WASHINGTON — Humor me while we conduct a little thought experiment. Imagine that Barack Obama lost 10 states in a row. Imagine that he now trailed Hillary Clinton substantially in the number of Democratic primaries and caucuses won, in total votes cast, in pledged convention delegates, in the overall delegate count, in fundraising and in the ineffable attribute called mojo. Imagine that Obama was struggling, at this late hour, to come up with the right message. What would the conventional wisdom say?

That it was over, of course. That Obama was toast. That staking everything on the March 4 primaries in Ohio and Texas was a starry-eyed hope, not a plan, and that it was time to smell the coffee.

Whenever Obama faced reporters, he’d have to answer tough questions. Why was he carrying on, knowing that he’d have to win by unrealistically large margins in all the remaining states to catch up? Didn’t it worry him that relying on the superdelegates — the Democratic establishment, basically — to hand him the nomination could divide and weaken the party? Wasn’t he concerned that Republican John McCain has such a head start in unifying his party and plotting his general election campaign?

The above, you will have noticed, is an accurate description of where Clinton stands right now. Yet nobody is forcing her to respond publicly to those painful questions. The reason is obvious: She’s Hillary Clinton, and history suggests it’s foolish to count out a Clinton until the last dog dies.

But history can be a deceptive guide — and the Clinton campaign’s failure to recognize that fact may be what finally dooms her candidacy.

From Obama’s solid victory in the Iowa caucuses through his blowout victories in Wisconsin and Hawaii, the Clinton campaign has never acted as if the brain trust seriously entertained the notion that she could actually lose. The Clintons and their advisers knew, better than any Democrats, how to win the presidency: Just consult the history books.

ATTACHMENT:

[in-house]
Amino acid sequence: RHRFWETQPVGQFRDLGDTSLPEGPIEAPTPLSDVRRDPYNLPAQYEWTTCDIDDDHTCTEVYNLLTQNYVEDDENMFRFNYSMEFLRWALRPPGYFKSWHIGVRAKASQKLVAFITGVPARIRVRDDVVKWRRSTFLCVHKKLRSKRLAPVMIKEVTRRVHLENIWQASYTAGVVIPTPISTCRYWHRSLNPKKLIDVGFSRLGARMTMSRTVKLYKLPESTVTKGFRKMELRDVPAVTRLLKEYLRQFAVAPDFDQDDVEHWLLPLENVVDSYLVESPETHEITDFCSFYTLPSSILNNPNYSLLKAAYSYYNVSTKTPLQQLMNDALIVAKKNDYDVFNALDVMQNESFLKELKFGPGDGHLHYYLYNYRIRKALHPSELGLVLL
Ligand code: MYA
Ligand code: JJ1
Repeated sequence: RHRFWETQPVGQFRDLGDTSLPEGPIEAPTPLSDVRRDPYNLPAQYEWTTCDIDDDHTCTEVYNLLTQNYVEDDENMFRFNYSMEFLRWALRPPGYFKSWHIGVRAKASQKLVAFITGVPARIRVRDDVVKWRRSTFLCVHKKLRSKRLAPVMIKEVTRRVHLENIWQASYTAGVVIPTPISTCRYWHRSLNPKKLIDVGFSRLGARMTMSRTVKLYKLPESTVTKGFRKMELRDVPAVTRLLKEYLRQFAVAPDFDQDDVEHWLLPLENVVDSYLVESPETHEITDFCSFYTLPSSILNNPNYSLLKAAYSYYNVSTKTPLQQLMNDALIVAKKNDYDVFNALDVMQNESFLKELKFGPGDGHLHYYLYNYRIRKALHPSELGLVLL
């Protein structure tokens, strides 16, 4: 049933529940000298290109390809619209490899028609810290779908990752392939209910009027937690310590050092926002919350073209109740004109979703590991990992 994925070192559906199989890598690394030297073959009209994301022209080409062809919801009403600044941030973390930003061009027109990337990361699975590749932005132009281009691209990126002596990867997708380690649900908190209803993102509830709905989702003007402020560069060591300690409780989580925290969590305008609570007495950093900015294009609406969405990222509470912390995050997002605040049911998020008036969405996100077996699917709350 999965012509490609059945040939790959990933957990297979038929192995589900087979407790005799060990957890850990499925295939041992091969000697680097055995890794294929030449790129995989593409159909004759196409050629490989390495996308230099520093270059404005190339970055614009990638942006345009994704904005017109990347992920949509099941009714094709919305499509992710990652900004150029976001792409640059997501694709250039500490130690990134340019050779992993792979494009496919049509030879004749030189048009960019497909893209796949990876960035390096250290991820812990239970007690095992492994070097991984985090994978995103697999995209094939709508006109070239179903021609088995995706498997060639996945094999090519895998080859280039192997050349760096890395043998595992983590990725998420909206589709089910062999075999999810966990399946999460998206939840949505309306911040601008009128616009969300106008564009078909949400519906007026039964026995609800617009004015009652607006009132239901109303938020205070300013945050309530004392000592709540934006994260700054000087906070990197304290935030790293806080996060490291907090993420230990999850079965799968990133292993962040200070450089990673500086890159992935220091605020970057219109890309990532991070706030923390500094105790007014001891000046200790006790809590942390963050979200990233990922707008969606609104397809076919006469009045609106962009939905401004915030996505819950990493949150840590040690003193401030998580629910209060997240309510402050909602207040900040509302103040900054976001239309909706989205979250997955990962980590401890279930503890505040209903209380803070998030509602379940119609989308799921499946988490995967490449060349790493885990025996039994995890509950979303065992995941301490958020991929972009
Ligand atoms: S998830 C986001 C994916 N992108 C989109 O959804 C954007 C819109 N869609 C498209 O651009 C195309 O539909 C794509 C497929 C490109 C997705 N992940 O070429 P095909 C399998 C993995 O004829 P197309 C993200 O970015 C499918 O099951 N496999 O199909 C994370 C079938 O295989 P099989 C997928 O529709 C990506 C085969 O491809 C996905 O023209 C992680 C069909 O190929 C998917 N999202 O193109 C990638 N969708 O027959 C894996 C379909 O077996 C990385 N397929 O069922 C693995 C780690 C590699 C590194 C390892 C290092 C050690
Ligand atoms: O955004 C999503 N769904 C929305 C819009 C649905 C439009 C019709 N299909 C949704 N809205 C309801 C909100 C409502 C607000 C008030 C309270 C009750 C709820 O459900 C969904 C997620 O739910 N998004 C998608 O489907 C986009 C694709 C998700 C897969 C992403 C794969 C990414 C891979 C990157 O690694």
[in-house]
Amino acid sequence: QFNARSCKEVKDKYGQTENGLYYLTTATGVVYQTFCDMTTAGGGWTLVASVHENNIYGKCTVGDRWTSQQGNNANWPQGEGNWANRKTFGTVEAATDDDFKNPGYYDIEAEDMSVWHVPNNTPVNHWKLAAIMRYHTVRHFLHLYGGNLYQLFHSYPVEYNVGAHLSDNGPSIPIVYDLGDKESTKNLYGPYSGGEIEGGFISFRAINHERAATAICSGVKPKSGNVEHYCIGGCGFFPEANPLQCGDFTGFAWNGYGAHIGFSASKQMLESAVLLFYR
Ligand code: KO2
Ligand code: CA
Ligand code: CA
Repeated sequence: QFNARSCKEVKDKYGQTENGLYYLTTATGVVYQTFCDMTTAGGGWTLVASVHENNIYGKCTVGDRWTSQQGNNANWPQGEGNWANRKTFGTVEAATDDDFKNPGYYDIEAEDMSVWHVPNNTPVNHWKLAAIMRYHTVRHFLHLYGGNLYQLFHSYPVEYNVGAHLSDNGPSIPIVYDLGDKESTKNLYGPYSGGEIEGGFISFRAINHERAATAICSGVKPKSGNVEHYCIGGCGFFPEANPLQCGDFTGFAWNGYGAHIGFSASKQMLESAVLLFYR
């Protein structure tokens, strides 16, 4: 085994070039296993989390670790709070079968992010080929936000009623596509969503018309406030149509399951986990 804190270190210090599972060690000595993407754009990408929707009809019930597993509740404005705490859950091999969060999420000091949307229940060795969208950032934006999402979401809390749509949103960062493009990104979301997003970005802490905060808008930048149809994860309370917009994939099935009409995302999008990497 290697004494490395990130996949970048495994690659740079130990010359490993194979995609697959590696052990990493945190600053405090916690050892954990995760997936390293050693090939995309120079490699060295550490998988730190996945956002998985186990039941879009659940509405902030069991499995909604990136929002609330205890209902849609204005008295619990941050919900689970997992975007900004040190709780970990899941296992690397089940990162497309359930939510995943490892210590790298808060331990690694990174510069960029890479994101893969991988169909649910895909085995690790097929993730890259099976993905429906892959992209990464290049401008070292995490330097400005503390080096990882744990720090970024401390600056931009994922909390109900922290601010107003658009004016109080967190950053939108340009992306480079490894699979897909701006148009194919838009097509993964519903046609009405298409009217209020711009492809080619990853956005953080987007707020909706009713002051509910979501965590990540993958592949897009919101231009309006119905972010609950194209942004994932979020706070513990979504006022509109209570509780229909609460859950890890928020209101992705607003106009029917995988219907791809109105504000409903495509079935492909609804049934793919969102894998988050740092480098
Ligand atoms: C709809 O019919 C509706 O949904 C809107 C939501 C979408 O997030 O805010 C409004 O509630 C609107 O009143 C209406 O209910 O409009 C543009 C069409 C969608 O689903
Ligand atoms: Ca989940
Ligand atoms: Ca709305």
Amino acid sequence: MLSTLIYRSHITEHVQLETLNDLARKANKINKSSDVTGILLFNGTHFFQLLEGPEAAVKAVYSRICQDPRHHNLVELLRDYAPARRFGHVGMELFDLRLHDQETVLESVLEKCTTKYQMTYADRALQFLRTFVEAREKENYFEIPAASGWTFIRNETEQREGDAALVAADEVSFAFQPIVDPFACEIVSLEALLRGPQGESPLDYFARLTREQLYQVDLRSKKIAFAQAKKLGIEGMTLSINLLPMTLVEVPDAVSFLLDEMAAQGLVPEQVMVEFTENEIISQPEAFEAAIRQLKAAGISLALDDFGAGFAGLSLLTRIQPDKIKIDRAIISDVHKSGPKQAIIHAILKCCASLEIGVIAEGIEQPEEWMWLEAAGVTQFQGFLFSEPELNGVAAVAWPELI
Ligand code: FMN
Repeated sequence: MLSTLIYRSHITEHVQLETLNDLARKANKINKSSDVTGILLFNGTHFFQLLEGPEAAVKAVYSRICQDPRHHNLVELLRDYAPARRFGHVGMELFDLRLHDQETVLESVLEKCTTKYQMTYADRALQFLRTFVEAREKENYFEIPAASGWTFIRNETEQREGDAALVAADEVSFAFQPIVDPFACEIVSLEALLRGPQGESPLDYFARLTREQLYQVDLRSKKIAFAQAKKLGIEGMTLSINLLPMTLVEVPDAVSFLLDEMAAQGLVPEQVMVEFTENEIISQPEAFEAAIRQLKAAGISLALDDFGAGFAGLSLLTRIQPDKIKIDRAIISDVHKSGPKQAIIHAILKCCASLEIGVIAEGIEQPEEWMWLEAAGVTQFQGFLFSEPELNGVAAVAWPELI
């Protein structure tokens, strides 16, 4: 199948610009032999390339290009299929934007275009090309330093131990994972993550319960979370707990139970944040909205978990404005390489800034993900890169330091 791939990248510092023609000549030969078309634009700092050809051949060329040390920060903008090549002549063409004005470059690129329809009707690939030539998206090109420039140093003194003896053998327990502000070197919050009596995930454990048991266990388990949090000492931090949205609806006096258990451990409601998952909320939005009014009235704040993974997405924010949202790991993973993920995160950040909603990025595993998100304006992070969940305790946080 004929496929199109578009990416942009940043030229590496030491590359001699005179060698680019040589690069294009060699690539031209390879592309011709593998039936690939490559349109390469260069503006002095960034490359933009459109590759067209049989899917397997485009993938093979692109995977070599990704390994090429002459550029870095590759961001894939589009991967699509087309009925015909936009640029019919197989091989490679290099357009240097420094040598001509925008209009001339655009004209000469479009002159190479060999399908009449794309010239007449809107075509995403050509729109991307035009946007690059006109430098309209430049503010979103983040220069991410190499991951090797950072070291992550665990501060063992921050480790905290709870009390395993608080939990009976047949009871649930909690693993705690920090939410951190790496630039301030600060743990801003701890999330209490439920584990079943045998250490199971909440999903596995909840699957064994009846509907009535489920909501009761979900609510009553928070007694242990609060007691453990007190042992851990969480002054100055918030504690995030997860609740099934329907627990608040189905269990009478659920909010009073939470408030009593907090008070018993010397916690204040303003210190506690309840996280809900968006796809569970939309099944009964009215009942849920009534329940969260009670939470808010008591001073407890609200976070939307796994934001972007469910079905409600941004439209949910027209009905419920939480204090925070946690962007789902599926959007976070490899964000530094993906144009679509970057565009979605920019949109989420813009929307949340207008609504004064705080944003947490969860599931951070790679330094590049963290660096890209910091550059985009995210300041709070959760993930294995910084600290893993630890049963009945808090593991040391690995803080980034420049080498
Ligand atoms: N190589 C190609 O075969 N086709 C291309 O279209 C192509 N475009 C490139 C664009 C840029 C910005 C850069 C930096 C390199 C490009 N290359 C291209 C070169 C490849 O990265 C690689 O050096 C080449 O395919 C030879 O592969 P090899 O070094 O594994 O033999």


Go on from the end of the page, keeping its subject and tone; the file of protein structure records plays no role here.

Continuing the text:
“Listen, Hillary is going to be the nominee,” campaign chairman Terry McAuliffe told reporters the day after Iowa, as if the result were just a clerical error.

By the time the campaign realized that Obama was more than a nuisance, he had become a nemesis. When Obama began mesmerizing voters with his simple but powerful message — change, hope, empowerment — Clinton’s pollster-guru, Mark Penn, responded with slogan after slogan that sought to marry the words “change” or “hope” with Clinton’s basic theme of “experience.” Slogans had always worked in the past; surely they would work again.

Sigh. To this day, I’m not sure the Clinton campaign understands that no focus-tested slogan is going to have the elemental resonance of “Yes, we can” (Obama’s homage to Cesar Chavez) or “Change the world.” Hasn’t anybody on the Clinton team ever read Joseph Campbell on the power of mythic narrative? And while we’re on the subject of message, what genius decided it was a great idea to demonize hope?

Some missteps would have been hard to foresee — chief among them the decision to deploy Bill Clinton, whose ham-fisted intervention in South Carolina is seen by some campaign insiders as the beginning of the end, or at least the end of the beginning.

But it’s stunning that the battle-tested Clinton machine allowed itself to be outsmarted and outhustled at the arcane science of winning delegates in caucuses. And it’s even more surprising that the campaign has been so careless with its money that it now is resigned to being outspent anywhere and everywhere.

Most striking of all, to me, is that the campaign still can’t settle on what kind of candidate Hillary Clinton should be. Does she now have to go negative, or should she try to hitchhike on the hope express? Does she project steely resolve or reveal human vulnerability? The campaign wants to convince voters that they don’t know who Obama really is — and also insists on fitting Clinton with a new persona every week.

Meanwhile, just about every analyst who has done the math predicts that unless Obama makes some huge blunder, it’s highly unlikely that Clinton can catch up in pledged delegates. It is also unlikely that the superdelegates will dare overturn the verdict of the primaries and caucuses.

Yes, we’re dealing with Hillary Clinton, whose picture ought to be in the dictionary beside the word resilient. But after losing 10 in a row, she can’t avoid facing — and we can no longer avoid asking — those unwelcome questions about whether she does her party more harm than good if she stays in the race until the convention.

Eugene Robinson’s e-mail address is eugenerobinson(at)washpost.com.

© 2008, Washington Post Writers Group

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